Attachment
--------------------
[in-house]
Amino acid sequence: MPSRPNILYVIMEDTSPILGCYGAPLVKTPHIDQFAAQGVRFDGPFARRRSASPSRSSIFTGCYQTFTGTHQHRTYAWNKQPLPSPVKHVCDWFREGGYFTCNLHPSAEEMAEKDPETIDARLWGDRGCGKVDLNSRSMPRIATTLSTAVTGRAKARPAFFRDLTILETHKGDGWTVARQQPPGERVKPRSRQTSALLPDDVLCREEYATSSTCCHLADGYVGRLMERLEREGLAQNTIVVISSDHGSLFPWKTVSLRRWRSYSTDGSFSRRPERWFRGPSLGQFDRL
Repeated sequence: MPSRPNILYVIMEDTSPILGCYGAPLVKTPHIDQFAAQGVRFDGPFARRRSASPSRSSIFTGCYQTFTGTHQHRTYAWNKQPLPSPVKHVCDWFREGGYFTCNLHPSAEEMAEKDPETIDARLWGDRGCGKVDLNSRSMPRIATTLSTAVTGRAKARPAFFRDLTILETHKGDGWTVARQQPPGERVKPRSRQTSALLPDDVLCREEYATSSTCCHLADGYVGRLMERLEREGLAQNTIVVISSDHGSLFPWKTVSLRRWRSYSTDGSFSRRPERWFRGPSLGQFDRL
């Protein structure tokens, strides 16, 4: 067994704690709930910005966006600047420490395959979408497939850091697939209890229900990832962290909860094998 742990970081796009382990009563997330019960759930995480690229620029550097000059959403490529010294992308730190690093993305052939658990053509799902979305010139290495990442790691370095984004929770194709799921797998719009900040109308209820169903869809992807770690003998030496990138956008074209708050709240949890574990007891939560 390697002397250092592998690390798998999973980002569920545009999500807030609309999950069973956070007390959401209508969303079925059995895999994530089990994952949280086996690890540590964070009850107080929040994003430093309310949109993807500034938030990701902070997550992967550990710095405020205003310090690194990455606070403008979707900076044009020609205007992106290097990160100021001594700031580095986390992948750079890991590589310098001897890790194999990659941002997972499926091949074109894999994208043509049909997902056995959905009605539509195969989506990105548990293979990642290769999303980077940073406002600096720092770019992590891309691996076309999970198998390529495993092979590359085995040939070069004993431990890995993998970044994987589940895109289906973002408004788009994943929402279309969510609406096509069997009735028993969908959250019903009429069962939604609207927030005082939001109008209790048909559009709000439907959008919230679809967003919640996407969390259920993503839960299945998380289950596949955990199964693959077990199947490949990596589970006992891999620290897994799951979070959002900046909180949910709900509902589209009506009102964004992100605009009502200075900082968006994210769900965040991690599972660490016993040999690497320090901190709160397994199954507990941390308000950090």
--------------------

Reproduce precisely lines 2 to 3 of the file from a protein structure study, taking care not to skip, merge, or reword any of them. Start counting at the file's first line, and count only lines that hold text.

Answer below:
Amino acid sequence: MPSRPNILYVIMEDTSPILGCYGAPLVKTPHIDQFAAQGVRFDGPFARRRSASPSRSSIFTGCYQTFTGTHQHRTYAWNKQPLPSPVKHVCDWFREGGYFTCNLHPSAEEMAEKDPETIDARLWGDRGCGKVDLNSRSMPRIATTLSTAVTGRAKARPAFFRDLTILETHKGDGWTVARQQPPGERVKPRSRQTSALLPDDVLCREEYATSSTCCHLADGYVGRLMERLEREGLAQNTIVVISSDHGSLFPWKTVSLRRWRSYSTDGSFSRRPERWFRGPSLGQFDRL
Repeated sequence: MPSRPNILYVIMEDTSPILGCYGAPLVKTPHIDQFAAQGVRFDGPFARRRSASPSRSSIFTGCYQTFTGTHQHRTYAWNKQPLPSPVKHVCDWFREGGYFTCNLHPSAEEMAEKDPETIDARLWGDRGCGKVDLNSRSMPRIATTLSTAVTGRAKARPAFFRDLTILETHKGDGWTVARQQPPGERVKPRSRQTSALLPDDVLCREEYATSSTCCHLADGYVGRLMERLEREGLAQNTIVVISSDHGSLFPWKTVSLRRWRSYSTDGSFSRRPERWFRGPSLGQFDRL